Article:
Compared to every other season of the year, winter is a time for being inside, and especially around the savory smells of a kitchen in full use. Yes, it is colder outside, and we may need extra calories to stay warm. The reason is: warming up! Nothing is more satisfying on a brisk wintry day than a hearty hot bowl of soup. The idea of your oven compartments and stovetop burners being more active in the winter is an idea in keeping with this focus on inner warmth, and we encourage you to think about the winter as a time to celebrate the warmth of eating. At the World's Healthiest Foods, we do a lot of stovetop steaming and poaching, but winter is the time when you may want to turn more often to baking and roasting in our oven-based recipes. These recipes will draw you up for a longer time against the slow warmth of the oven.
Of course, it's not only the heat of the oven that feels so good in winter. Warming foods are also a great choice during this season. In some traditions, like the tradition of Oriental medicine, warming foods include foods that take longer to grow. These foods include most root vegetables (like carrots), and most cruciferous vegetables (like cabbage). Compared with leafy vegetables (like lettuce) that tend to grow much more quickly, these root vegetables and crucifers make excellent winter choices. We don't need Oriental medicine, however, to tell us about the warming properties of all foods. Those properties are already very familiar to us in the case of some foods like hot peppers (including cayenne and chili pepper, but even the more commonly used black pepper). More frequent uses of these seasonings can also make good sense during the colder winter months because of their warming properties.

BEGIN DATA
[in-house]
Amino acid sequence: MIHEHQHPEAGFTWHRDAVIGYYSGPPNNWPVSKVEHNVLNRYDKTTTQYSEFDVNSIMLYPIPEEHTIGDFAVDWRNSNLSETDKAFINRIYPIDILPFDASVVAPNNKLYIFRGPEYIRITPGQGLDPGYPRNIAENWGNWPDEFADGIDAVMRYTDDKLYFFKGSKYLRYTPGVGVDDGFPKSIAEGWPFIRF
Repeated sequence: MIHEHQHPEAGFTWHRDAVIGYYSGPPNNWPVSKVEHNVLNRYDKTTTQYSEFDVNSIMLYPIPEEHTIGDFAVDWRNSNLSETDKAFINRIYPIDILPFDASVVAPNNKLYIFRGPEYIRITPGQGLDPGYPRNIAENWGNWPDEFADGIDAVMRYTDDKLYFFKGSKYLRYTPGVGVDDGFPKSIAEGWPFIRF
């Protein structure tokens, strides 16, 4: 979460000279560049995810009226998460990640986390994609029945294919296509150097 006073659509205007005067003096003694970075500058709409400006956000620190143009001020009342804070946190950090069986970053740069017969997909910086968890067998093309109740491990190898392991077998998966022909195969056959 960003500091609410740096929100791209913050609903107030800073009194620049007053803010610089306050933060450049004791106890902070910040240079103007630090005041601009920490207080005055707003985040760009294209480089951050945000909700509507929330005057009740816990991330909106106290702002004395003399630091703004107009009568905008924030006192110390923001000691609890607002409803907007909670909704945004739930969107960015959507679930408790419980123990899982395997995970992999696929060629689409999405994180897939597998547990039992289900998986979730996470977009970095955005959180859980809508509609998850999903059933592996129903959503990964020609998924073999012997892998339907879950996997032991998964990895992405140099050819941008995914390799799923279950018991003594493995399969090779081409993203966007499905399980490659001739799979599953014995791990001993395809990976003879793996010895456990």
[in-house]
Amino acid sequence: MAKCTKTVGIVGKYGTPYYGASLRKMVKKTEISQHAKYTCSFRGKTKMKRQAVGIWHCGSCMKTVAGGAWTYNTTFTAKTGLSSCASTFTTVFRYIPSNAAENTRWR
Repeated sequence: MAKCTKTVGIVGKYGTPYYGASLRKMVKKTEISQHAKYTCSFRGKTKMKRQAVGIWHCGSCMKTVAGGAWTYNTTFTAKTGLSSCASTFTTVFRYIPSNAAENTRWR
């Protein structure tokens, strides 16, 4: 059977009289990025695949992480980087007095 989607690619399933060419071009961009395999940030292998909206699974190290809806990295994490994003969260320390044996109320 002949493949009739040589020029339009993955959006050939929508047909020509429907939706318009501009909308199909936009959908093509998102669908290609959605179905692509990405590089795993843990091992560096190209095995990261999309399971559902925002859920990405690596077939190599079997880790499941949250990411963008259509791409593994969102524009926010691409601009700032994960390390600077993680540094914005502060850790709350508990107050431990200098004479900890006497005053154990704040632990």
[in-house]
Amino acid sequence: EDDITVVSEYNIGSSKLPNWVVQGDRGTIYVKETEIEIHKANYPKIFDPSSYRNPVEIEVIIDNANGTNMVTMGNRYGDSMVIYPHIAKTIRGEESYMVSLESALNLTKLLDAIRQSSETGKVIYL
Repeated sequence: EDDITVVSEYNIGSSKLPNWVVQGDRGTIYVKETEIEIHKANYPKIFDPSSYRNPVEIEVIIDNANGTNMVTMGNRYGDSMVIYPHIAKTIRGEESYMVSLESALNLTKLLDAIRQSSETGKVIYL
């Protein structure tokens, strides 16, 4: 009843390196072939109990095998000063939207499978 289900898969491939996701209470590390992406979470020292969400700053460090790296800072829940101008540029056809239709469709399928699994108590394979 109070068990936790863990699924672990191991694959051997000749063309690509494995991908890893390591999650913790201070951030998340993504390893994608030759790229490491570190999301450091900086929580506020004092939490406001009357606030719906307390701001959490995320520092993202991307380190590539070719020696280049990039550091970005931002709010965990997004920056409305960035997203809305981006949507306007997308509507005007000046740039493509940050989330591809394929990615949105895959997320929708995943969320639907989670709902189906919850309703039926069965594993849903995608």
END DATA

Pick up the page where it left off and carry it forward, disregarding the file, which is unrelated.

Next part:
Just as we tend to go inside and get more compacted in our movements during the winter, the smaller, denser, and more compacted foods make good choices during this season. In some popular approaches to winter eating, winter is described as the time to store up on heavier, high-calorie foods. Whole grains that include the nutrient dense bran and germ makes the perfect example of a good winter choice. Seeds are another great example of a nutritiously compacted winter food, especially sunflower and sesame seeds, which are considered especially warming in some traditions. Dried beans and lentils that would be used in preparing of a hearty winter soup would also fit into this category of smaller, dense, and compacted foods.
Winter is also a perfect season for getting together with friends and family around a relaxed, well-prepared meal. The sharing of food can be one of the most peaceful and lasting experiences of winter. Particularly if the holiday season brings stress, overload, and more frequent changes in schedule, the reassuring feeling of a genuinely shared meal can help offset other difficulties during this time. It's a season when the description we put on our website, "Selecting, Preparing, & Enjoying" might hold the key to our mental health as we make our way through this portion of the year.
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